But I want a tan!  Okay, you want a tan, but you need to protect your skin, not damage it, so just take it slowly. This has been a problem with people going on shorter package holidays once a year. They would often expose their skin to the sun all week, relentlessly to get a tan, and skip decent coverage (or even any sun cream, I knew someone who put olive oil on their skin) so that they were guaranteed to return home with a holiday tan. You can still tan with sunscreen, but it will be more gradual and safer.

Makeup What about my SPF moisturiser? Many moisturisers now contain SPF15, but it is diluted within the thin layer that you put on first thing in the morning, and probably don’t reapply. Put sunscreen on first, wait and then moisturise.  It’s always tricky getting cream around your eyes well, an amount the size of a grain of rice will do for both eyes. Any damage by the sun to your face probably won’t show until you are about 40 so don’t assume all is well because you can’t see anything right now. Spraying perfume on your skin and then putting sunscreen on isn’t ideal as it can affect the effectiveness of the cream, leading to the mottled look sometimes seen on ladies’ décolletage.

And fake tan? Fake tan is not sun protection. You have essentially coloured in your legs but not added anything which will block out UVA or UVB. Put your sun cream on. If you do get a spray tan before you go on holiday, it can ease the “I must get a tan quick” thoughts when you arrive which would be a good thing.

Shade and clouds. UV rays can go through some fabrics, leaves in trees and reflect off the ground so it’s still important to think about clothing and sunscreen. The UV also reaches through the clouds; how many times have people said, “I caught the sun yesterday and it wasn’t even sunny”. If you fall asleep under a well-poised parasol, the sun will have moved by the time you wake up. Good quality sunglasses with CE Mark and British Standard that say UV400 and 100% UV protection label are needed. Wrap-around ones are great. UV light can increase the risk of cataracts.  Some contact lenses have UV blocking as protection to the cornea and into the eye but obviously, don’t protect the sensitive skin around your eyes.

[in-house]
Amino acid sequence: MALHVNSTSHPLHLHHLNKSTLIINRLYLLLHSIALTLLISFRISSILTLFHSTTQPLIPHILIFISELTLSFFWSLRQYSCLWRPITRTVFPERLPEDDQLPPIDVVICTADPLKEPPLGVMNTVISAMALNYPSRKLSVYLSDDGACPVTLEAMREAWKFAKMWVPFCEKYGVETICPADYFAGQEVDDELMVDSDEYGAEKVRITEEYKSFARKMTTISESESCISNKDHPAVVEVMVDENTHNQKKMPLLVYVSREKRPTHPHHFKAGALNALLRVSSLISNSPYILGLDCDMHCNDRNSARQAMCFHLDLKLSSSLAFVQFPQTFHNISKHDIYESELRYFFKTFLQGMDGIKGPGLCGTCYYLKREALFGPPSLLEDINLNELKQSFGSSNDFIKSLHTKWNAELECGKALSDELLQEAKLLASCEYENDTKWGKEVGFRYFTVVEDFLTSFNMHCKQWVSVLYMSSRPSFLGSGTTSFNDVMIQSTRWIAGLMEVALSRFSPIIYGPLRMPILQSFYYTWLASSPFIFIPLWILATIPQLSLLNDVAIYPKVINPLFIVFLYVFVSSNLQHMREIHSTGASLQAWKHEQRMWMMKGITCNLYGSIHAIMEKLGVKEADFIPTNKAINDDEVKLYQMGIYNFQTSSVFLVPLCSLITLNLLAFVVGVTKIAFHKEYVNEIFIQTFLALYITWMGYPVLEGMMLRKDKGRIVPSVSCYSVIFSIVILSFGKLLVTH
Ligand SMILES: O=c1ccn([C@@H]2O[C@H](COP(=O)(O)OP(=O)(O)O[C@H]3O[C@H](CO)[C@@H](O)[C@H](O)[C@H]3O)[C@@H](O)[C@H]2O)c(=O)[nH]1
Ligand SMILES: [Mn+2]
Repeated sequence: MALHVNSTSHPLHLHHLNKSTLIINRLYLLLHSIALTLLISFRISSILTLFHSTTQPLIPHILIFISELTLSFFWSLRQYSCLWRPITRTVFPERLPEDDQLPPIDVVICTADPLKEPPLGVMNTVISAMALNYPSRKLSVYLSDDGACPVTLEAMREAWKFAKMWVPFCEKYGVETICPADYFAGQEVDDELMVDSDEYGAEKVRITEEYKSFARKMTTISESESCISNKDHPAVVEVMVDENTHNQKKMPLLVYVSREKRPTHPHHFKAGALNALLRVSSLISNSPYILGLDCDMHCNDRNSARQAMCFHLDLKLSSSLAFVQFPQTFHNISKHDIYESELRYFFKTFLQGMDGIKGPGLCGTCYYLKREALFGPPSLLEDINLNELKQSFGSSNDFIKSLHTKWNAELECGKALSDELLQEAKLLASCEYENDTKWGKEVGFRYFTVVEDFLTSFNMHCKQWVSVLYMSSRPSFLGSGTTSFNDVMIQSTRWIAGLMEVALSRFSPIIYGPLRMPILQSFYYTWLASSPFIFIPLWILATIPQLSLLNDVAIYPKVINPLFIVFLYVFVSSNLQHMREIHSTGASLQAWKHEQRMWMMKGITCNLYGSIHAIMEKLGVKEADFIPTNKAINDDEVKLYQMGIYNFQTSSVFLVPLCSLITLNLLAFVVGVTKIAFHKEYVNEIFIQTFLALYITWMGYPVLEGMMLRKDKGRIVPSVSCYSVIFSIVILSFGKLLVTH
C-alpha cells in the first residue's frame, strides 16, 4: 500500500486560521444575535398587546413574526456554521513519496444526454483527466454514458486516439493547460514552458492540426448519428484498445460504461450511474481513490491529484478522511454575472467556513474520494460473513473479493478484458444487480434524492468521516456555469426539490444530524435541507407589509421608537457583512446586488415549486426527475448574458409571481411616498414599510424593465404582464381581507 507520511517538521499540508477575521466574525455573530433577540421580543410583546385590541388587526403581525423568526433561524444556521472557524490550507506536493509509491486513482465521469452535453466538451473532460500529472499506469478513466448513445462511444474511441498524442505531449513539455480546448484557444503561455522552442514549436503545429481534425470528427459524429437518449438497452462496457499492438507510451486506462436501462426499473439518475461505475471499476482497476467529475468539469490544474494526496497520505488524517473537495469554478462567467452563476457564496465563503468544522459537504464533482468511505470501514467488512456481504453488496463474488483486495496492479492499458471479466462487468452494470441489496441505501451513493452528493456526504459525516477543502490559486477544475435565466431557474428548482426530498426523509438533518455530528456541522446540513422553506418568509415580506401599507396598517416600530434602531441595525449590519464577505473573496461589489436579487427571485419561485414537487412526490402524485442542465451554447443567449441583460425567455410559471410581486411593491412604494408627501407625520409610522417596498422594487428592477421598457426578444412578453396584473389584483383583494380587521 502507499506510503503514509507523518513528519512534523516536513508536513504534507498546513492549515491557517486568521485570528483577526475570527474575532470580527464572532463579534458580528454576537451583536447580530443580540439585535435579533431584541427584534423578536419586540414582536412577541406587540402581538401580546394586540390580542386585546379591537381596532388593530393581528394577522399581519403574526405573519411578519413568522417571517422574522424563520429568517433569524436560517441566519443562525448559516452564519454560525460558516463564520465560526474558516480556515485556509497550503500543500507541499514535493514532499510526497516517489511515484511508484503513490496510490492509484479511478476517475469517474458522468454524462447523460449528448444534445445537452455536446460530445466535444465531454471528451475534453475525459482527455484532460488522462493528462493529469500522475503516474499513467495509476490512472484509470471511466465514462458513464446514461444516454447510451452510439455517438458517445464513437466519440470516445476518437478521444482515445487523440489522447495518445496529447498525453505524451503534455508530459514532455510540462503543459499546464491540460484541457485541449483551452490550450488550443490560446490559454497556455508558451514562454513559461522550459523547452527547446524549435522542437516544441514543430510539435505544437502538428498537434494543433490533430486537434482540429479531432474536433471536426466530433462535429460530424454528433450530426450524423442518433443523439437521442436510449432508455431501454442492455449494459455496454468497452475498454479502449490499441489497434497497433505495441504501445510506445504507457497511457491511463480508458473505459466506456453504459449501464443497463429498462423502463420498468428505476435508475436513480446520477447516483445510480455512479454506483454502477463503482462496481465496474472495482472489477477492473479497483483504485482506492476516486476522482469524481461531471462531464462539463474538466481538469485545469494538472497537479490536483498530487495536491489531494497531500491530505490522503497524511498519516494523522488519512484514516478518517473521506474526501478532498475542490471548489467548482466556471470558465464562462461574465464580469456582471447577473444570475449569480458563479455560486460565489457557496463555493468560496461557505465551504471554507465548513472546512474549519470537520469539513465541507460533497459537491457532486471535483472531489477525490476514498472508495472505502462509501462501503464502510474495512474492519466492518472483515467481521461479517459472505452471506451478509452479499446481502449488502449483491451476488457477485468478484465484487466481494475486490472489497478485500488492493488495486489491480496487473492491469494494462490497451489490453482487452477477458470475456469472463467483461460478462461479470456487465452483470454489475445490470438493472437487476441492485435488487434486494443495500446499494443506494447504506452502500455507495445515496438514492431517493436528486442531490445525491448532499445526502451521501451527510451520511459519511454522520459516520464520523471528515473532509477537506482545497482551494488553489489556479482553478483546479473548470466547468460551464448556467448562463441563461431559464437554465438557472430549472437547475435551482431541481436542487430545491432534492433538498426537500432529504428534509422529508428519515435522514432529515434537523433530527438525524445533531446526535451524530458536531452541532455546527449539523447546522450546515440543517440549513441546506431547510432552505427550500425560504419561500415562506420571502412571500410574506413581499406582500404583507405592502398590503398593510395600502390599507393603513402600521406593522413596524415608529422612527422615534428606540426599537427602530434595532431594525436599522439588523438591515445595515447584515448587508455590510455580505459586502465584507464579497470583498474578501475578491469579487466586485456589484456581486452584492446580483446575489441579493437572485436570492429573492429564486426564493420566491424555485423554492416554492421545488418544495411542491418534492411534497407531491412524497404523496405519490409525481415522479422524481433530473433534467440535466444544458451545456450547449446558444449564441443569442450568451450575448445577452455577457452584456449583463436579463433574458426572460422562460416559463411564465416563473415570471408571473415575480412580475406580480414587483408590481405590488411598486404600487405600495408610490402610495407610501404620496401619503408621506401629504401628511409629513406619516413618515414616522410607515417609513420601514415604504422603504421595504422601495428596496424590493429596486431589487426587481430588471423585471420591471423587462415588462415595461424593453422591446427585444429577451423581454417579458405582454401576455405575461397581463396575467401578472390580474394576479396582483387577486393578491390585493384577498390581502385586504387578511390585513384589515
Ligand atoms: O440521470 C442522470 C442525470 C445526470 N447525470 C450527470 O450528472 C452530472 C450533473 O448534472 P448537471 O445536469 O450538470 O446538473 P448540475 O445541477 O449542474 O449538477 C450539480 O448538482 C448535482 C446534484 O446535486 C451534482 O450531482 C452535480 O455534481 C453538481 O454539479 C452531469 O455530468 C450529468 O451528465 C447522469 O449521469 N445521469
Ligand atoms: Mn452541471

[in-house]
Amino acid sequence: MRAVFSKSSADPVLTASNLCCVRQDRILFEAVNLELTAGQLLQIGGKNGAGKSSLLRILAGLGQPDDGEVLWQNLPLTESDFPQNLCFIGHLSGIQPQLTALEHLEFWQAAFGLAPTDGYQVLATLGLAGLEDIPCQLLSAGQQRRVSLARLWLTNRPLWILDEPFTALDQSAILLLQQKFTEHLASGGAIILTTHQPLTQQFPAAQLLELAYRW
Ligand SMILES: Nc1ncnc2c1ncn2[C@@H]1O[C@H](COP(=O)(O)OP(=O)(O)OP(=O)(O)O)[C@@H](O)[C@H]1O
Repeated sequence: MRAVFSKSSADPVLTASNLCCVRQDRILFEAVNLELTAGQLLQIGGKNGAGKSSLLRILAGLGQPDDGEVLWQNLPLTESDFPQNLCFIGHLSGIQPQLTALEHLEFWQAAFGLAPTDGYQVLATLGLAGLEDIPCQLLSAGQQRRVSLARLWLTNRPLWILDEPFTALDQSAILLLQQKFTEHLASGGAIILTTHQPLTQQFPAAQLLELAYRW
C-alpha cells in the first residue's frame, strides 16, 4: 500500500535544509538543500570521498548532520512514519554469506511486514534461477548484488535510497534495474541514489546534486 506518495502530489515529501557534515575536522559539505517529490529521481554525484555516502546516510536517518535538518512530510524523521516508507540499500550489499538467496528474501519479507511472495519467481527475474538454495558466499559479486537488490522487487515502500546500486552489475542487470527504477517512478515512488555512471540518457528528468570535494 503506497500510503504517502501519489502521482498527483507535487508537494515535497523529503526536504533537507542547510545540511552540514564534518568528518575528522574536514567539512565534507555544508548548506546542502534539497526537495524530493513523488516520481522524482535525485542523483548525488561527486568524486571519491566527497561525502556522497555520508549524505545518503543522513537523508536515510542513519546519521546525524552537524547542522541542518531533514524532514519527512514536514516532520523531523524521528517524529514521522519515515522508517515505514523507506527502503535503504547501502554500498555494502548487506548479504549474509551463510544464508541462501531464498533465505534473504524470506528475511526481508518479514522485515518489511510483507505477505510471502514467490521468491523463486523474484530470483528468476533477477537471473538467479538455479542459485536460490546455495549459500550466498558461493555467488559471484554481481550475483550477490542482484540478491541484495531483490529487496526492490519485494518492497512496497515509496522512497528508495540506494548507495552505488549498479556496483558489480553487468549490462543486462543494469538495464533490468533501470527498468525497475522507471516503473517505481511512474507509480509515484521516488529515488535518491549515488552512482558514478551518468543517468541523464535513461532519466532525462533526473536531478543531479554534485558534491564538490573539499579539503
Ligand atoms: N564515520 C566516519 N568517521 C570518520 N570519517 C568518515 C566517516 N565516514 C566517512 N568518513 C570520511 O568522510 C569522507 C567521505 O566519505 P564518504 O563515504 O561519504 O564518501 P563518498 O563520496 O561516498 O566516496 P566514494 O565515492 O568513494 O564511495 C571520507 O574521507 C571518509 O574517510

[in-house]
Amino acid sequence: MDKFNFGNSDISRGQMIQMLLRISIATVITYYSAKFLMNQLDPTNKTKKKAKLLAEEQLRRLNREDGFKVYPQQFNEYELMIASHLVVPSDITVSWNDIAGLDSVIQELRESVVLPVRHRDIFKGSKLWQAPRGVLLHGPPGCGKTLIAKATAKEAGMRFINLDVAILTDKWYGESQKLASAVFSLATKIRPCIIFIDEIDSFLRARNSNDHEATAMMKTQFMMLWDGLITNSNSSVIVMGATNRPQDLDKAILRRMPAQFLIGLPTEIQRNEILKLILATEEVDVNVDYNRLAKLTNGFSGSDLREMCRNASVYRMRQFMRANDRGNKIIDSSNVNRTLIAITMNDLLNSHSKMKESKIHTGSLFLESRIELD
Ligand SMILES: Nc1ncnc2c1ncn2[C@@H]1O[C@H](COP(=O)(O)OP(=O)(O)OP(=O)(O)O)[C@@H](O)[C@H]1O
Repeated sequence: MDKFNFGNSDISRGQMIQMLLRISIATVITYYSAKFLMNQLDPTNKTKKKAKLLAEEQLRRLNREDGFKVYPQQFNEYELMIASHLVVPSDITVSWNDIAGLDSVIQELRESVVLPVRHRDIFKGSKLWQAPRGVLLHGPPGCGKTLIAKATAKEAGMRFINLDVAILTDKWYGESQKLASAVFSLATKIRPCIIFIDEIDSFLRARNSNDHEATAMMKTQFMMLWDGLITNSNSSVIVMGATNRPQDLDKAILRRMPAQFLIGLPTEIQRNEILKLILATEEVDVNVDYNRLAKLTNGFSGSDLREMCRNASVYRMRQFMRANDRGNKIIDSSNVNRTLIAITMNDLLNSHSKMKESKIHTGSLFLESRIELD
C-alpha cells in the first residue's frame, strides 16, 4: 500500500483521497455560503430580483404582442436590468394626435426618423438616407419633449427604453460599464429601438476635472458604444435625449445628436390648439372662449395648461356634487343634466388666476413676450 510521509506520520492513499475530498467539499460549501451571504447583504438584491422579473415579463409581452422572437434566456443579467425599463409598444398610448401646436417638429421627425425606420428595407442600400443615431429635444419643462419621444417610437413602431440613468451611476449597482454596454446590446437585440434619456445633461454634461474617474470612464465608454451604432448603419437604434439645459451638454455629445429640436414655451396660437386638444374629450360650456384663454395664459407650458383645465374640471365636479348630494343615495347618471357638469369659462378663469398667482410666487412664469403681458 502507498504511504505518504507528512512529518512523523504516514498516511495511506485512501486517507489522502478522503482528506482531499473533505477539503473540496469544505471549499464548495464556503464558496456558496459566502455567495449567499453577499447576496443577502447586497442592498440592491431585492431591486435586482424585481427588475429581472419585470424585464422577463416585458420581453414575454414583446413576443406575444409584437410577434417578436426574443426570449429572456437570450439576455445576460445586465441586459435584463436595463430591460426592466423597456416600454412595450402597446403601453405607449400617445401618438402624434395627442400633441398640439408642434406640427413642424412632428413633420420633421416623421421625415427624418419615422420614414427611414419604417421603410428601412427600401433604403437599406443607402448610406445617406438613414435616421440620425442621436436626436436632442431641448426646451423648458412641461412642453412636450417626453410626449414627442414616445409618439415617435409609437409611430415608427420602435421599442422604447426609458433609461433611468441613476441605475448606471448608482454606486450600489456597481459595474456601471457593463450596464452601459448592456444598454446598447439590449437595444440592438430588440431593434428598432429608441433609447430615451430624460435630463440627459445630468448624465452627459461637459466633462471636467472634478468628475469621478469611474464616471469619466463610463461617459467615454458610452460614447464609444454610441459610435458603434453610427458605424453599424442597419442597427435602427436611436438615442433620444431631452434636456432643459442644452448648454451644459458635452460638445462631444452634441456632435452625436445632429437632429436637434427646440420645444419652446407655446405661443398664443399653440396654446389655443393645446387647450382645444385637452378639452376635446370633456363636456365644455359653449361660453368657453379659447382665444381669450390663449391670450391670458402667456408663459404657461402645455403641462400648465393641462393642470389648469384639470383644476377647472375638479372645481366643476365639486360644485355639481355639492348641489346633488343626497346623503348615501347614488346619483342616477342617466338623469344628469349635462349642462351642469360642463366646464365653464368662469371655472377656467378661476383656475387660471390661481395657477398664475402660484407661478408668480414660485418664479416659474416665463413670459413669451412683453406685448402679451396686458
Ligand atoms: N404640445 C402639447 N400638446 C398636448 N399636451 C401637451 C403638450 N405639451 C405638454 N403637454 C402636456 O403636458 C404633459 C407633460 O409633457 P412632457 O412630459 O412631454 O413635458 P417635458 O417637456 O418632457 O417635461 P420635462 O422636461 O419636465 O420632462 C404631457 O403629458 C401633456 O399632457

I need my Vitamin D Yes, Vitamin D is important, and the sun is one source of this, as it oily fish, some yoghurts and cereals. Vitamin D keeps your bones healthy, a deficiency can cause rickets in children and osteomalacia in adults. Sufficient sunshine is estimated to be a short time per day in summer with arms, legs and face exposed without sunscreen, so 10 to 15 minutes. However, this must be balanced against exposing the body to skin cancer risk. In Scotland, the sun isn’t high enough in the sky for about six to seven months of the year, so it isn’t strong enough to produce Vit. D in the skin. The Scottish government recommend that people take supplements because it is that much of an issue, particularly in the winter months.

Sunburn, ageing and worse. 

Too much ultraviolet (UV) radiation from the sun or sunbeds is the main cause of skin cancer. In the UK, almost 9 in 10 cases of melanoma, the most serious type of skin cancer, could be prevented from enjoying the sun safely and avoiding using sunbeds.
Sunburn doesn’t have to be raw, peeling or blistering. If your skin has gone pink or red in the sun, it’s sunburnt. For people with darker skin, it may just feel irritated, tender or itchy. Cancer research

Of course, different skin types respond in varying ways. The UV levels change with location and altitude, time of day, time of year.
The most common area for men to develop skin cancer problems is on their chest and back, also for golfers on (bald/thinning) heads or around the nose. A pair of golf gloves, not just one, will protect the backs of the hands which are usually the first to display sun damage. Each day you can put sunscreen on your face and the backs of your hands, as they are all exposed to the sun. For drivers, especially lorry drivers, the ears are quite vulnerable usually on the right-hand side, by the window. For women, malignant melanoma is more likely on their arms and legs.

Most of the UV rays occur between 11am and 3pm in the UK summer. So, stay out of the midday sun, head for shade. Apply your sunscreen well, each day, and reapply. Cover up heads and necks and wear decent sunglasses, then enjoy the sunshine and warmth. You can check the UV forecast daily on the UK weather map.